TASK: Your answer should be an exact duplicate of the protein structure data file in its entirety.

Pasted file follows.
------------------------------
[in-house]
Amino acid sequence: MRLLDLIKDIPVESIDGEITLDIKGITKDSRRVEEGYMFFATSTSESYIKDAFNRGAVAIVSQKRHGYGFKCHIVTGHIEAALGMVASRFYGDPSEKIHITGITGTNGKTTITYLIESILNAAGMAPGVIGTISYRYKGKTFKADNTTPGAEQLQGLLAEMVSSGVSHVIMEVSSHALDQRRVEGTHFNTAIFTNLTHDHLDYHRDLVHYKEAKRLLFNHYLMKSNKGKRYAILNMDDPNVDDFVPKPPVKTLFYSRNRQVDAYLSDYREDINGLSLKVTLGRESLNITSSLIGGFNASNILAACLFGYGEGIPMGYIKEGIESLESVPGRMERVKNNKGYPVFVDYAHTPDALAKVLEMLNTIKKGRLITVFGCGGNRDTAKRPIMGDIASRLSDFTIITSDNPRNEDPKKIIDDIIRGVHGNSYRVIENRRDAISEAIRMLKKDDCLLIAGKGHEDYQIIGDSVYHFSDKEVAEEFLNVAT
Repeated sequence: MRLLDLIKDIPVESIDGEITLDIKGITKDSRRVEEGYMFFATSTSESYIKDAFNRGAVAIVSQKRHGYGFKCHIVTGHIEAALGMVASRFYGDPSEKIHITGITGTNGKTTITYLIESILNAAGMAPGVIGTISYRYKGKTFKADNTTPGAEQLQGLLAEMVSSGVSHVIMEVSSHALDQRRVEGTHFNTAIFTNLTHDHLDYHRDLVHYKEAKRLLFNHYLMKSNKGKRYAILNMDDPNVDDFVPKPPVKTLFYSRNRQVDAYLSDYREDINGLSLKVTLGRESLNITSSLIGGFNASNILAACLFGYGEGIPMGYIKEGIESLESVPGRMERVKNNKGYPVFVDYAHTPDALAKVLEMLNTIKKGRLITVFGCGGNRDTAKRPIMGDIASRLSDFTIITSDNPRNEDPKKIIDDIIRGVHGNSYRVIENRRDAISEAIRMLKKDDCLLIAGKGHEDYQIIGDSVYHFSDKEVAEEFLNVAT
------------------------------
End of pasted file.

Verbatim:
[in-house]
Amino acid sequence: MRLLDLIKDIPVESIDGEITLDIKGITKDSRRVEEGYMFFATSTSESYIKDAFNRGAVAIVSQKRHGYGFKCHIVTGHIEAALGMVASRFYGDPSEKIHITGITGTNGKTTITYLIESILNAAGMAPGVIGTISYRYKGKTFKADNTTPGAEQLQGLLAEMVSSGVSHVIMEVSSHALDQRRVEGTHFNTAIFTNLTHDHLDYHRDLVHYKEAKRLLFNHYLMKSNKGKRYAILNMDDPNVDDFVPKPPVKTLFYSRNRQVDAYLSDYREDINGLSLKVTLGRESLNITSSLIGGFNASNILAACLFGYGEGIPMGYIKEGIESLESVPGRMERVKNNKGYPVFVDYAHTPDALAKVLEMLNTIKKGRLITVFGCGGNRDTAKRPIMGDIASRLSDFTIITSDNPRNEDPKKIIDDIIRGVHGNSYRVIENRRDAISEAIRMLKKDDCLLIAGKGHEDYQIIGDSVYHFSDKEVAEEFLNVAT
Repeated sequence: MRLLDLIKDIPVESIDGEITLDIKGITKDSRRVEEGYMFFATSTSESYIKDAFNRGAVAIVSQKRHGYGFKCHIVTGHIEAALGMVASRFYGDPSEKIHITGITGTNGKTTITYLIESILNAAGMAPGVIGTISYRYKGKTFKADNTTPGAEQLQGLLAEMVSSGVSHVIMEVSSHALDQRRVEGTHFNTAIFTNLTHDHLDYHRDLVHYKEAKRLLFNHYLMKSNKGKRYAILNMDDPNVDDFVPKPPVKTLFYSRNRQVDAYLSDYREDINGLSLKVTLGRESLNITSSLIGGFNASNILAACLFGYGEGIPMGYIKEGIESLESVPGRMERVKNNKGYPVFVDYAHTPDALAKVLEMLNTIKKGRLITVFGCGGNRDTAKRPIMGDIASRLSDFTIITSDNPRNEDPKKIIDDIIRGVHGNSYRVIENRRDAISEAIRMLKKDDCLLIAGKGHEDYQIIGDSVYHFSDKEVAEEFLNVAT